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Letters to the Editor: Letters & Announcements

Quality Oversight Needed for Intraoperative Autologous Blood Recovery and Readministration

Sloan, Tod B. MD, MBA, PhD; Myers, Greg MD; Janik, Daniel J. MD; Burger, Evalina M. MD; Patel, Vikas V. MD; Jameson, Leslie C. MD

Author Information
doi: 10.1213/ANE.0b013e3181b9eb73

In Response:

We agree with Dr. Waters that standards for intraoperative autologous transfusion (IAT) would be helpful.1 In our cases, we believe that the hemolysis was the result of trauma as the blood was collected by “skimming” from the bony surface of the spinal surgery site despite suction pressures in the recommended range.2 What was disappointing in these cases was the lack of warning that the blood was hemolyzed before transfusion and that such a small amount of transfusate (Case 1) could have hemodynamic consequences and contribute to a coagulopathy. We also did not appreciate that free hemoglobin is normally not completely removed in the IAT machine centrifugation process. The IAT units appeared to be of normal color, and hemolysis in the serum was not apparent until centrifugation or after the cells had been allowed to settle. We reviewed the fluids used and they were saline; the effluent wash appeared appropriately clear, and no other deviations from standard practice were present. Furthermore, the IAT machine and the disposables used were later checked and all were within the manufacturer’s quality standards. This machine had been used on a large number of cases before these cases and afterward without identified problems. Our IAT technologist is certified, and the IAT service undergoes regular Quality Assurance assessment, which reinforces our focus on the unusual and unexpected events in these cases. This lack of warning has increased our respect for the potential problems; we definitely are now not complacent about using IAT blood and actively watch for signs of hematuria and coagulation abnormalities. We agree that anything reducing the likelihood of a recurrence of these events or providing a warning when blood in an IAT unit might be hemolyzed would improve patient safety. In these cases, we did not appreciate a purple color or transparency mentioned by Dr. Waters. We believe that these cases support the recommendation for standards raised by Dr. Waters.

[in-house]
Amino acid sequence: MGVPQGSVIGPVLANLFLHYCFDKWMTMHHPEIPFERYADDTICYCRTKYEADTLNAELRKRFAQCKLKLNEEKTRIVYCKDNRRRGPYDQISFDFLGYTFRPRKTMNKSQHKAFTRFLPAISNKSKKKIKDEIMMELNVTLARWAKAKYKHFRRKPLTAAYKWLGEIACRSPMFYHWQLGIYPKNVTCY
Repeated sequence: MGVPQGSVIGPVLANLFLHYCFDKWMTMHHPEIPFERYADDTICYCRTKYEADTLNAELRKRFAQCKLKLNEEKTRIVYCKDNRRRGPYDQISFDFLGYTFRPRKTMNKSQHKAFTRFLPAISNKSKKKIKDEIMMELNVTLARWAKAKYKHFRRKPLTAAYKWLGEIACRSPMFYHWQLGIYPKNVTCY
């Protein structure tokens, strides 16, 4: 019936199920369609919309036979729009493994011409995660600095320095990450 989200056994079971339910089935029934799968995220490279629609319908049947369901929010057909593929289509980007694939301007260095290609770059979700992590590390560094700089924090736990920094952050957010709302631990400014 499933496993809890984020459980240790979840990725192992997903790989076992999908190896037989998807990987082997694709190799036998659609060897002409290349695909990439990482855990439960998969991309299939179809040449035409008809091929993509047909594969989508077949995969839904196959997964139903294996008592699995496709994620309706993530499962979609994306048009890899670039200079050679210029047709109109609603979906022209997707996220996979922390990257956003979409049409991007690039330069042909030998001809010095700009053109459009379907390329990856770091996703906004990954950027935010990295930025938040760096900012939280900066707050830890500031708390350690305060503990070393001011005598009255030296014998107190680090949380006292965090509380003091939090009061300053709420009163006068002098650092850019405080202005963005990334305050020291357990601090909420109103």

Tod B. Sloan, MD, MBA, PhD

Greg Myers, MD

Daniel J. Janik, MD

Department of Anesthesiology

University of Colorado Denver

Aurora, Colorado

tod.sloan@ucdenver.edu

Evalina M. Burger, MD

Vikas V. Patel, MD

Department Orthopedics

University of Colorado Denver

Aurora, Colorado

Leslie C. Jameson, MD

Department of Anesthesiology

University of Colorado Denver

Aurora, Colorado

REFERENCES

1. Waters JH. Quality oversight needed for intraoperative autologous blood recovery and readministration. Anesth Analg 2009;109:1706
2. Sloan TB, Myers G, Janik DJ, Burger EM, Patel VV, Jameson LC. Intraoperative autologous transfusion of hemolyzed blood. Anesth Analg 2009;109:38–42
© 2009 International Anesthesia Research Society